There is a significant risk that reduced availability and accessibility of flavours will hamper the number of adult smokers transitioning to NGP, as well as inadvertently causing many current NGP users to relapse to conventional cigarettes. In addition, flavour restrictions could also potentially encourage the development of DIY and/or black-market flavours, both of which present and/or increase safety risks to the consumer.

Air Quality and Bystanders

We believe extending existing legislation on indoor smoking to also apply to Next Generation Products (NGP) simply doesn’t make sense from a scientific perspective.

NGP don’t burn tobacco. Any side-steam or so-called ‘second-hand smoke’ produced by conventional cigarettes simply isn’t present.

Our own research has shown using heated tobacco products and/or vaping indoors doesn’t release chemicals or toxins into the air at levels that would pose any air quality issue to bystanders when compared to indoor air quality regulations and guidelines.

Meanwhile, our oral nicotine products are neither inhaled nor exhaled. There is therefore no known air quality-related risk to others.

We believe it should be up to individual premises to decide whether to permit NGP use, either indoors or outdoors. However, NGP users should be both aware of and respectful to others at all times.


To maximise the public health benefits of Next Generation Products (NGP) we believe regulation should be risk proportionate, reflecting the scientific evidence of NGP relative to cigarettes and their potential to reduce smoking-related harms.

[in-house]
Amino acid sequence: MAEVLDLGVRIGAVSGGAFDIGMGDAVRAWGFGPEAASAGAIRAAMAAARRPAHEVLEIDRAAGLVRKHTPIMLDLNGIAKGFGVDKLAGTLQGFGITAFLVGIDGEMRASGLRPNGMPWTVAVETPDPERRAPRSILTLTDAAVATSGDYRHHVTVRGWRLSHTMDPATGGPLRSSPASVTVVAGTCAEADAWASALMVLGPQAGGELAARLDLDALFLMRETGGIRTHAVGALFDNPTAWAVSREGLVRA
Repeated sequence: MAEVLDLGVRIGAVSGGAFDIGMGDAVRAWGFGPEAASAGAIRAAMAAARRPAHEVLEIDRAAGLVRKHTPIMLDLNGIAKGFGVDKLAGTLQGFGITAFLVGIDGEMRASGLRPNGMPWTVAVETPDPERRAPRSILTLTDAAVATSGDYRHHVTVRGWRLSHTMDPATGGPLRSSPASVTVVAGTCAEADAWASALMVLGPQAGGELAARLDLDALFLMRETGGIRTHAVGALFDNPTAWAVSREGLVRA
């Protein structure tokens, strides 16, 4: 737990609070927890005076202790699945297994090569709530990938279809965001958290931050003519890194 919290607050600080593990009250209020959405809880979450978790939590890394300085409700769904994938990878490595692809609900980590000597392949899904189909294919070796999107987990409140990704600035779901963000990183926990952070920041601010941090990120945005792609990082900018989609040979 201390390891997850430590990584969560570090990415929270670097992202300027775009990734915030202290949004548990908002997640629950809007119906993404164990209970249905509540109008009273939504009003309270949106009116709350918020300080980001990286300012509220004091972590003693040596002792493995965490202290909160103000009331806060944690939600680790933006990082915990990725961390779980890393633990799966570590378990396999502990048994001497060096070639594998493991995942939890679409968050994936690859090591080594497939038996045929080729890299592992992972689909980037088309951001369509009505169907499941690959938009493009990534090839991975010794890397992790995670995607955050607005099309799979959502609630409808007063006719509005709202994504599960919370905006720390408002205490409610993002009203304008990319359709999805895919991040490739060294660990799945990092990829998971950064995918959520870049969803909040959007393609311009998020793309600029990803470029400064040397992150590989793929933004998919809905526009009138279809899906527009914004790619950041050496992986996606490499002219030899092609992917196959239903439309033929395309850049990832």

We firmly believe that NGP regulation shouldn’t be modelled on tobacco product regulation, as this fails to consider the vital role NGP play in tobacco harm reduction (THR). Instead, regulation should be based on mandatory compliance with high product quality, manufacturing and safety standards to provide adult smokers with the satisfaction they seek through conventional cigarettes but in a potentially harm reduced way.

To ensure NGP are used by adult smokers only, these measures should be accompanied by robust youth access prevention measures.

Undisputed NGP standards, based on sound science, will create a level playing field for manufacturers. They will also ensure consumer safety and confidence, providing adult smokers with access to high quality products and information they can trust.

This maximises the public health opportunity to encourage as many adult smokers as possible to transition away from smoking.

We continue to share the results of our research with national and international standards bodies to help develop robust testing and manufacturing standards. This is critical to both supporting consumer and regulatory expectations and helping maximise the harm reduction potential of NGP.

GM Tobacco

Genetically modified refers to an organism or crop containing genetic material that has been artificially altered so as to produce a desired characteristic.

We don’t seek to use genetically modified tobacco, as we don’t believe our consumers wish to buy products that contain genetically modified materials.

We take steps to ensure we don’t buy or use genetically modified tobacco. These steps include regular testing of the tobacco we purchase.

Animal Testing

We do not commission or conduct research involving animals, and would not undertake such research unless formally required to do so by governments or by recognised regulatory authorities.